CFL bulbs are cheaper than LED bulbs, but they cannot be dimmed, and it may take some time after switching them on for them to become fully bright. Similarly, CFL bulbs may not turn on or reach full brightness in very cold climates, making them less suitable for outdoor lighting. LED bulbs last longer and are more energy efficient. While LED bulbs do not contain mercury, making them easier to dispose of than CFLs, they often contain other elements that can be harmful to the environment.
|Cost||Roughly $6 to $15 for a 4-pack; $2 to $15 per bulb for Energy Star qualified bulbs||$16 to $25 for Energy Star qualified bulbs|
|Energy efficiency||More than incandescent bulbs; less than LED bulbs||Much more than incandescent and fluorescent bulbs|
|Longevity||Usually 6,000 to 15,000 hours. Up to 35,000 hours.||50,000 hours or longer|
|Electricity used equal to 60 W incandescent||13-15 watts||6-8 watts|
|How they work||Fluorescent bulbs generate light by sending an electrical discharge through an ionized gas.||Illumination by movement of electrons through semiconductor material|
|Materials used||Argon, mercury vapor, tungsten, barium, strontium and calcium oxides||Semiconducting material doped with impurities to create a p-n junction, free of mercury|
|Turn on instantly||No - takes time to warm up to full capacity||Yes|
|Types||Tanning bulbs, growth bulbs, bilirubin bulbs, germicidal bulbs||Applications in aviation, automotive, advertising, and traffic signal lighting|
|Temperature sensitivity||Yes - may not work < -10°F or > 120°F||None|
|Affected by switching on/off||Yes - can reduce lifespan||No Effect|
edit How Do CFLs and LEDs Work?
CFLs generate light by sending an electrical discharge through a tube containing argon and a small amount of mercury vapor. This generates UV light that excites a fluorescent coating or phosphor inside of the tube, resulting in the emission of visible light.
A light-emitting diode (LED) is a semiconductor light source, where illumination is generated with movement of electrons through the semiconductor material. Unlike CFL and incandescent bulbs, which emit light and heat in all directions, an LED only emits light in a specific direction. This directness allows for more efficient light and energy use.
CFL and LED bulbs use up to 80 percent less energy than their incandescent counterparts and can last up to 25 times longer.
The CFL bulb is known to reduce replacement costs and is an energy saver. However, its average life span is much less than that of an LED bulb. Further, CFLs have flickering problems and a shorter life if it’s switched on and off frequently. The switching process typically takes some time to complete, which is why CFLs take longer than other lights to become fully lit. These bulbs also require optimum temperatures to work; they are known to function under capacity when switched on in lower temperatures.
LEDs have a number of advantages over CFLs, including lower power consumption, longer lifetimes, and no toxic mercury use. LEDs also produce smaller amounts of heat than CFLs. Typical LEDs release its heat back into a heat sink, making the LED bulb cool to the touch.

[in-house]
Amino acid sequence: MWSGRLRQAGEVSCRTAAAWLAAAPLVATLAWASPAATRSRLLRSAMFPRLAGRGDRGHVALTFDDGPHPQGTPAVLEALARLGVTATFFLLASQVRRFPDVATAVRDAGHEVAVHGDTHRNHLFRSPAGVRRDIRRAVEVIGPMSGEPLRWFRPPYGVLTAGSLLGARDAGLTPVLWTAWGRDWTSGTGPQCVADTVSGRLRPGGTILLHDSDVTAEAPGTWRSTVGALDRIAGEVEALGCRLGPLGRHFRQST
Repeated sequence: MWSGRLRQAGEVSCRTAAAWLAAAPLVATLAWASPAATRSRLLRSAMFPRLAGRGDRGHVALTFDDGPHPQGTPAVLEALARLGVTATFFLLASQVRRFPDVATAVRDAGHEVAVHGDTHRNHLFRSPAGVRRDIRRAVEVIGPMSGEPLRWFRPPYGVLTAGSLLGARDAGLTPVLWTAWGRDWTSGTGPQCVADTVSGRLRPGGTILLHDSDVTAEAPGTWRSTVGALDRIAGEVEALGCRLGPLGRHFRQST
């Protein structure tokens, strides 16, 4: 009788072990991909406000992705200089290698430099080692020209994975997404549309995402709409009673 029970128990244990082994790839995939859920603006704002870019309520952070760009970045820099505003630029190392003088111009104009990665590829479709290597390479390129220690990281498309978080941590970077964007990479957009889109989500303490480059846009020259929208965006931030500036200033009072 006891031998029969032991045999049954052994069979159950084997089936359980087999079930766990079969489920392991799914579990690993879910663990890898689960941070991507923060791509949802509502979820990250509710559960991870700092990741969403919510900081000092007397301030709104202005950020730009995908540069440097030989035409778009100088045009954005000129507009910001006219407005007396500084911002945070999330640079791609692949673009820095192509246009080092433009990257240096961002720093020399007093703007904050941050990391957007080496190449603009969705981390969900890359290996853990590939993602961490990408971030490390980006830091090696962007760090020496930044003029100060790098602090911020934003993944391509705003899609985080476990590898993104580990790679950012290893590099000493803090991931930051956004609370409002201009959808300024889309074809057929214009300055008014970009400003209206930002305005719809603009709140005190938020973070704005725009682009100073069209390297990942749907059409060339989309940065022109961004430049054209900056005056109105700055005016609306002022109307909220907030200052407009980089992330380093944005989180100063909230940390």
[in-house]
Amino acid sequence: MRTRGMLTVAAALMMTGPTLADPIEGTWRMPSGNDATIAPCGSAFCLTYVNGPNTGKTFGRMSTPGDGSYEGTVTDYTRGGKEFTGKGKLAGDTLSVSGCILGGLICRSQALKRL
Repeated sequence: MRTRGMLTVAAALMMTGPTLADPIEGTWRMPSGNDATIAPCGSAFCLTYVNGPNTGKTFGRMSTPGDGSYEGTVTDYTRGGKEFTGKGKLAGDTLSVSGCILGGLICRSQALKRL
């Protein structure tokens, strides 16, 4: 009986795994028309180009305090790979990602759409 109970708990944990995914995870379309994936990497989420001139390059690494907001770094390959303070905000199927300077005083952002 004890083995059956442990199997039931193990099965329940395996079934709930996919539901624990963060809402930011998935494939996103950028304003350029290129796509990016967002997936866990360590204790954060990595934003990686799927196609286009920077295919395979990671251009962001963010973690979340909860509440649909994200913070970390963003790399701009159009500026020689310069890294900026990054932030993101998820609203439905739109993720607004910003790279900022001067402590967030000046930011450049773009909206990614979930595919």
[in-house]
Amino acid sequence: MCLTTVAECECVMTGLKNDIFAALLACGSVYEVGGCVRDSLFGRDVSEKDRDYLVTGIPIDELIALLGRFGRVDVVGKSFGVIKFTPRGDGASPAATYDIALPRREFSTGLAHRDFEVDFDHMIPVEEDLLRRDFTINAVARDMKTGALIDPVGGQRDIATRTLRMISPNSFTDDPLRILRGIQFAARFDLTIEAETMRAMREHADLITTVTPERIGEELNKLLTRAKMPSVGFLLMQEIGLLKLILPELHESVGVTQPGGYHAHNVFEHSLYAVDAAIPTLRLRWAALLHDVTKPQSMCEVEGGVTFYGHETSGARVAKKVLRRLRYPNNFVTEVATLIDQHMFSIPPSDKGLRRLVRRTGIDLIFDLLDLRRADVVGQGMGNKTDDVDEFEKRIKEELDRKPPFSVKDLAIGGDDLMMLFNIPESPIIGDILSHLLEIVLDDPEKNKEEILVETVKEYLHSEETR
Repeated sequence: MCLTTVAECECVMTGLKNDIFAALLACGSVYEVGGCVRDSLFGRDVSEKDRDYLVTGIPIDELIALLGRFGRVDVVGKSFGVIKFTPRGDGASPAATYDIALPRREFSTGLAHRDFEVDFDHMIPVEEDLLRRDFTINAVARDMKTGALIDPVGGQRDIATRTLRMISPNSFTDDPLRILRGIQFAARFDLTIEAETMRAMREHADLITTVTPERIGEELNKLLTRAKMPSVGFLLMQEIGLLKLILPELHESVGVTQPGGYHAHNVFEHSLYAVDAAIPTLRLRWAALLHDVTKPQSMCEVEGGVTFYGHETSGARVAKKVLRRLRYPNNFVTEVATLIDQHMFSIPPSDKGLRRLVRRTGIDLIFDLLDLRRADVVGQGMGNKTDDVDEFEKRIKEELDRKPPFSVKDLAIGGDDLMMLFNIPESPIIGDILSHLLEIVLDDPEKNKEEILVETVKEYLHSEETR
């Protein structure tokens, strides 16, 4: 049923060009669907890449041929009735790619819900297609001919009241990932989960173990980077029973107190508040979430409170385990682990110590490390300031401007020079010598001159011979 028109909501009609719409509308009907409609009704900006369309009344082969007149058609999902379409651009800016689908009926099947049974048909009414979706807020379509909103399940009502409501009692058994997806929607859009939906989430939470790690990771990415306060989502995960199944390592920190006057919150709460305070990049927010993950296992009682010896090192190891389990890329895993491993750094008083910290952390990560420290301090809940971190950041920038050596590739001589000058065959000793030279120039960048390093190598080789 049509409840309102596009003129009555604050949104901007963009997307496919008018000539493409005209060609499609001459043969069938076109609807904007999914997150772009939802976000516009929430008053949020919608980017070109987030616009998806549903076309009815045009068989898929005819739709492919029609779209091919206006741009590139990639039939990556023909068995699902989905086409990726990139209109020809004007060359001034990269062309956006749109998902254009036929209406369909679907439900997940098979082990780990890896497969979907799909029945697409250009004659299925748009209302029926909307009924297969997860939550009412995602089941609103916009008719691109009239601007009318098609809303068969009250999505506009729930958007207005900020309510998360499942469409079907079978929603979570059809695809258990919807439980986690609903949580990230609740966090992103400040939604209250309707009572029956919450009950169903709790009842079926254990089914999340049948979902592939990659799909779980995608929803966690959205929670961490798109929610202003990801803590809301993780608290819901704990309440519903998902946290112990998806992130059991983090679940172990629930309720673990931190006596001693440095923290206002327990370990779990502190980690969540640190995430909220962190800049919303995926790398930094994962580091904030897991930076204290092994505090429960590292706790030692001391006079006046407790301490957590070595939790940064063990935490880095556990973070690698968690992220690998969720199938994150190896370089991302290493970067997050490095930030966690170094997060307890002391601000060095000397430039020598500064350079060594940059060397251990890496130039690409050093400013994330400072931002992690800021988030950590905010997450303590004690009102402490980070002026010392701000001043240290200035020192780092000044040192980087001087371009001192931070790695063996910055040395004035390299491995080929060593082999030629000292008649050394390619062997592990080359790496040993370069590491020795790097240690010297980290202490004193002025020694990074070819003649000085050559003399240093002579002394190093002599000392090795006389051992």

edit Energy Efficiency
Compared to a 60-watt incandescent light bulb which draws more than $300 worth of electricity per year and provides about 800 lumens of light, both bulbs save significantly more energy. A CFL uses less than 15 watts and costs only about $75 of electricity per year. LED bulbs emit similar output and draw less than 8 watts of power, with annual costs near $30, and last 50,000 hours, possibly more.
The video below discusses the pros and cons of Fluorescent bulbs as compared to LEDs:
edit Health Issues and Environmental Impact
The CFL bulb in saving energy is beneficial to the environment. However, its containing mercury may also harm the environment. With disposal of the CFL bulbs, its mercury content can evaporate and cause air and water pollution. Mercury is also a neurotoxin that can have a harmful effect on humans, especially infants.
A new study from UC Irvine and UC Davis scientists researched residue from various pulverized multicolored LED lights. Chemical content analysis showed low-intensity red LEDs contained up to eight times the amount of lead allowed under California law. The bulbs were further found to contain nickel, arsenic, copper, and other metals. UC Irvine’s Oladele Ogunseitan said that breaking one bulb and breathing its fumes would not automatically cause anyone harm, but can lead to possible issues for one regularly exposed to another carcinogen.
Because of the longevity and energy efficiency of CFLs and LED bulbs, it will be long before you have to think of disposing them. Even then, in the event a bulb breaks or stops working, there is a specific way to dispose of them.
edit Fluorescent Bulbs
If you throw CFLs in the trash, they’re more likely to break even before they reach the landfill, posing a threat to the the health of family members as well as the waste management workers, and eventually releasing toxins in the nearest land or water area.
If the CFL's life is done, find an Environmental Protection Agency-approved CFL recycling site.
In case a CFL at home breaks, the EPA recommends:
- All members (including pets) leave the room
- Air out the room for 10-15 minutes
- Shut off the central forced air